Rena Effendi

Chernobyl: Still Life in the Zone
Location: Istanbul, Turkey
Nationality: Azerbaijan
Biography: Rena Effendi’s early work focused on oil industry’s effects on people’s lives.  As a result, she followed a 1,700 km oil pipeline through Azerbaijan, Georgia, and Turkey, collecting stories along the way. This work was published in 2009... read on
Public Story
Chernobyl: Still Life in the Zone
Credits: rena effendi
Date of Work: 12/10/10 - 12/24/10
Updated: 05/04/18
The first signs of the Chernobyl nuclear accident of April 26, 1986 were detected in Sweden two days later, after a cloud of radioactive fallout from the explosion was spread over large parts of Western Europe. Following an international investigation, the Soviet Union was forced to officially recognize the accident of catastrophic proportions. Twenty-five years since the disaster, access to the area around Chernobyl Nuclear Reactor is still restricted with barbed wire and police checkpoints. About 230 people inhabit the area of about 1000 square miles, now named the Zone of Alienation. Inside the Zone, as well as in some sparsely populated villages adjacent to it, the inhabitants are mostly elderly women. They survived Holodomor (Stalin imposed famine of Ukraine), Nazi occupation and just days after the worst nuclear accident in the world’s history, they chose to return home.  The women live alone, on meager pensions, sustaining on their small orchards, harvesting radioactive food, burning contaminated logs and sneaking into the forests of the Zone to collect mushrooms and berries that are known to absorb radiation.  In spite of inherent dangers of the contaminated food chain, these extraordinary women have outlived their husbands and even their children. No matter how damaged the land is and how harsh the experience, they still call it and make it home.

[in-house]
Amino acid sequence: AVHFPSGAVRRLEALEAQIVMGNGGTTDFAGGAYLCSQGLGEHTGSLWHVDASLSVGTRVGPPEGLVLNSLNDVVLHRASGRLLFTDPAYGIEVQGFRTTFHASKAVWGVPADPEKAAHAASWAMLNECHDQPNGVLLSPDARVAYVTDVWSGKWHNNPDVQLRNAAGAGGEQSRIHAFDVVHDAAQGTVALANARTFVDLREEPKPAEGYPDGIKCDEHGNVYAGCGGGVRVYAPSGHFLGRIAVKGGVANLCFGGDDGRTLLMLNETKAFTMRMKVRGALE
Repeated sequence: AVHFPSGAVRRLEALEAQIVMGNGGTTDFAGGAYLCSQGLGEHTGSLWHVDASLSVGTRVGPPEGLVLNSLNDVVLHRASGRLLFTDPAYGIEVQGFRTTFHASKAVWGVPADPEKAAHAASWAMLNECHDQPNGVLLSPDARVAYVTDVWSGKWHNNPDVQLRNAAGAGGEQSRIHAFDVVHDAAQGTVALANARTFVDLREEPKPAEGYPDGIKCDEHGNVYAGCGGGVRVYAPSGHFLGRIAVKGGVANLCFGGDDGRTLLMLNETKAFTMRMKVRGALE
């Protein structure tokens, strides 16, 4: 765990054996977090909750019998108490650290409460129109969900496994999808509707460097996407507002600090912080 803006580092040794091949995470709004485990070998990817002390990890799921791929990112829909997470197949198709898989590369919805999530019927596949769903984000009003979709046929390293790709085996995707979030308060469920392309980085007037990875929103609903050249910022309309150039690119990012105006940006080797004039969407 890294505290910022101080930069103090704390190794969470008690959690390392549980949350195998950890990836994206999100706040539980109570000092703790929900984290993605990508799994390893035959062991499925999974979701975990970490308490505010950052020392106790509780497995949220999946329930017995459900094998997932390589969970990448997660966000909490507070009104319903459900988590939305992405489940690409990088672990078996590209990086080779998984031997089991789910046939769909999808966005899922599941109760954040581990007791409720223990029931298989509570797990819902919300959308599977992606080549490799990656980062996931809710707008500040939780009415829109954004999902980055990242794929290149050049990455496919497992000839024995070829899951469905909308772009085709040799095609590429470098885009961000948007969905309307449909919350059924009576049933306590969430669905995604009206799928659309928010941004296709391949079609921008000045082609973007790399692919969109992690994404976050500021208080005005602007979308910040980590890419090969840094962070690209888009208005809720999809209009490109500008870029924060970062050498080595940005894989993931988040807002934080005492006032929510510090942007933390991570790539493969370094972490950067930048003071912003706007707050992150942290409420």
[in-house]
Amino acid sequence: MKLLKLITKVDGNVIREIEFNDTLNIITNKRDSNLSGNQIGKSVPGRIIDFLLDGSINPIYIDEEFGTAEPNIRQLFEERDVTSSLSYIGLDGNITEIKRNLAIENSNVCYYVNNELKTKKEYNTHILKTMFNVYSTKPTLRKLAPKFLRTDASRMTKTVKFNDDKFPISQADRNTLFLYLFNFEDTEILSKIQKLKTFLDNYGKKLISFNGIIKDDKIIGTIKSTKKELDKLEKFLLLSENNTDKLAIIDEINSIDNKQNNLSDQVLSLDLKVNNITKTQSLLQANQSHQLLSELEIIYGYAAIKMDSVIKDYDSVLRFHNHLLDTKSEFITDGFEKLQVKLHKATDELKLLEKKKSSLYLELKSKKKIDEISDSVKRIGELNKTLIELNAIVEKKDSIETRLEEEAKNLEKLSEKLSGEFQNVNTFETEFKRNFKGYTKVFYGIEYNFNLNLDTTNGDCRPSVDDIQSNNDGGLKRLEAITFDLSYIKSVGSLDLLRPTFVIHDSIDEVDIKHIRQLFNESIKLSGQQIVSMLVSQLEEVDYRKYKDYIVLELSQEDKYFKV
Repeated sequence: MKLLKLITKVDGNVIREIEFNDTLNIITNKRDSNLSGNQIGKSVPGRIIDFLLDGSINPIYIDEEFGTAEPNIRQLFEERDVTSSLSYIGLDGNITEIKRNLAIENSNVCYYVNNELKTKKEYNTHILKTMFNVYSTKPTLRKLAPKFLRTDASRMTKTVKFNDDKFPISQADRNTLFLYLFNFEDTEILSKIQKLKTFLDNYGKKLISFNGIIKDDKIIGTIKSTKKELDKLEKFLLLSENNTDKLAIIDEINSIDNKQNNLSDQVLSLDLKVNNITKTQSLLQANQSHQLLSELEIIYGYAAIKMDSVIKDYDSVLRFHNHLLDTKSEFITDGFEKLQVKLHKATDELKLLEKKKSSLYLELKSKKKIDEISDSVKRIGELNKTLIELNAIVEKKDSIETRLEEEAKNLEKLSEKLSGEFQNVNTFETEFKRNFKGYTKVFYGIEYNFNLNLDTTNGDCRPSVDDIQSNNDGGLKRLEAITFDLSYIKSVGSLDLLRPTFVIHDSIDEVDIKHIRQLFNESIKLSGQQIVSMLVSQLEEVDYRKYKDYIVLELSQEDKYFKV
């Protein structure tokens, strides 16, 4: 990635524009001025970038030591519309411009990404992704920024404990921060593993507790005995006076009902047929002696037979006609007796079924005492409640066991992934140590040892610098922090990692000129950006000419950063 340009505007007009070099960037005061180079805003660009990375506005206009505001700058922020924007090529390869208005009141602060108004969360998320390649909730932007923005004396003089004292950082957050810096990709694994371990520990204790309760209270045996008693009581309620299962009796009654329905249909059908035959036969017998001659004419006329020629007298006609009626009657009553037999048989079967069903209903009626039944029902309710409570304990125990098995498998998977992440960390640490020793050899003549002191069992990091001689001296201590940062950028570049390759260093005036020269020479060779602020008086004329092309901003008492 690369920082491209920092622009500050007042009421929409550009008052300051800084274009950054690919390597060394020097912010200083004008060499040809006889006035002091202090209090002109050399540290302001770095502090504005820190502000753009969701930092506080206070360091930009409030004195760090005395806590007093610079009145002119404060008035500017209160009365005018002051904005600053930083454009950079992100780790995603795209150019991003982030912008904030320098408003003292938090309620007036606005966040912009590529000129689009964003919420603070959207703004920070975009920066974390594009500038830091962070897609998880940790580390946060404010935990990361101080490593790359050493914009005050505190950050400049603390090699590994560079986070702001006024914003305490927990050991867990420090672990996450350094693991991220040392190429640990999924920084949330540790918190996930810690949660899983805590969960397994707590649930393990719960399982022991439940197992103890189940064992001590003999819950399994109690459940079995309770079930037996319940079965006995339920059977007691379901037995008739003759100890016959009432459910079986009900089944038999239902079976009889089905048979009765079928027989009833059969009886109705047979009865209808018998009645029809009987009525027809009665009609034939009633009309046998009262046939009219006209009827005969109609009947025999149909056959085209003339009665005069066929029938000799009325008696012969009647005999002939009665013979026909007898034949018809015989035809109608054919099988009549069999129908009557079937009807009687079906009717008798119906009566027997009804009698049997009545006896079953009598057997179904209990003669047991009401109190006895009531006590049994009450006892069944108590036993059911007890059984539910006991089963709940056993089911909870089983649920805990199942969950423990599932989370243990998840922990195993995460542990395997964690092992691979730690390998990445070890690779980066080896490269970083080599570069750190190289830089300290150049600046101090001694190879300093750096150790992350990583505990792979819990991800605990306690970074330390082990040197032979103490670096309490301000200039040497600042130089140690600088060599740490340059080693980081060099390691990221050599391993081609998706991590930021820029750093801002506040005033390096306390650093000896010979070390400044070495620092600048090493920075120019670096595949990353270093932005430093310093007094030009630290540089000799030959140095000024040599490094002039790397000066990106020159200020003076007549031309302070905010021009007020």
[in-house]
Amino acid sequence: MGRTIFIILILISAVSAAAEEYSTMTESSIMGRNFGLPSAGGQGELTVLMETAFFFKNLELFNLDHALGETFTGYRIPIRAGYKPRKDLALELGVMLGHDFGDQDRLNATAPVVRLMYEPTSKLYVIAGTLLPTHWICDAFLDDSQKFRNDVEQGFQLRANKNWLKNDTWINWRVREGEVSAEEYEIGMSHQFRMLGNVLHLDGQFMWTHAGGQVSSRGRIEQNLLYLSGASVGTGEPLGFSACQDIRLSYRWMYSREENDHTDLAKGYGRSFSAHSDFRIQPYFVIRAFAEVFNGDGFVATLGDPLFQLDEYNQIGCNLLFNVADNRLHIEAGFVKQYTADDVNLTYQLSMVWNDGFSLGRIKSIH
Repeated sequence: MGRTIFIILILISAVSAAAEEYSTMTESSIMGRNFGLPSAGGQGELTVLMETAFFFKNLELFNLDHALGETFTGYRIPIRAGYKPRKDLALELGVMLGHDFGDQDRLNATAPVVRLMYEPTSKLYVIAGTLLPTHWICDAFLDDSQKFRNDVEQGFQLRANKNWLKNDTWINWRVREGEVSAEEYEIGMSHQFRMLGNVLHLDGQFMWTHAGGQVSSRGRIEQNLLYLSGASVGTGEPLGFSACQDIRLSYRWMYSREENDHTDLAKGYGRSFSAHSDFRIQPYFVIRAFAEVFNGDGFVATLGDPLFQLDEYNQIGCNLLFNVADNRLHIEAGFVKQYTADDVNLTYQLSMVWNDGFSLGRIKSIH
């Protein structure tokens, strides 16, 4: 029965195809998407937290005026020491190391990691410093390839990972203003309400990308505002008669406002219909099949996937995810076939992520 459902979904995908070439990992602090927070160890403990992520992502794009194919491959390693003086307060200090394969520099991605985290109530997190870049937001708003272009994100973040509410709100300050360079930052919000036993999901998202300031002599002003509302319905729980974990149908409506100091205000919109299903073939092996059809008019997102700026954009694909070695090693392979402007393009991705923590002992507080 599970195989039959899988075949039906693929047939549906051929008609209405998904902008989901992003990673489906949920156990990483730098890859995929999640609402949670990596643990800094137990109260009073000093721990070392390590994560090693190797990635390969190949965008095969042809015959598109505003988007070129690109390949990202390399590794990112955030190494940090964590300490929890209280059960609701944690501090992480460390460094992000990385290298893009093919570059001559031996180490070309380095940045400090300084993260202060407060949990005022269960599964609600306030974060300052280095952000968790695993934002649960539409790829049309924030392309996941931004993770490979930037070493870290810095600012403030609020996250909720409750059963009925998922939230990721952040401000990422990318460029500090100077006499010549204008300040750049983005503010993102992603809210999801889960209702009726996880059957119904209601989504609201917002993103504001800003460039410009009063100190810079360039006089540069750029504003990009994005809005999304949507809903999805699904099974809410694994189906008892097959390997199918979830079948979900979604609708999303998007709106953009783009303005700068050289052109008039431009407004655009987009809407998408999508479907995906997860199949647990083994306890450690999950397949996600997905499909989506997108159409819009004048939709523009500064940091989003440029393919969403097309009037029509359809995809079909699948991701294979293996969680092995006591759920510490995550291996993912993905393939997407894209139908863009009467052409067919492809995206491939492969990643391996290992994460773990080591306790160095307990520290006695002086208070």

By Rena Effendi —

Join us
for more access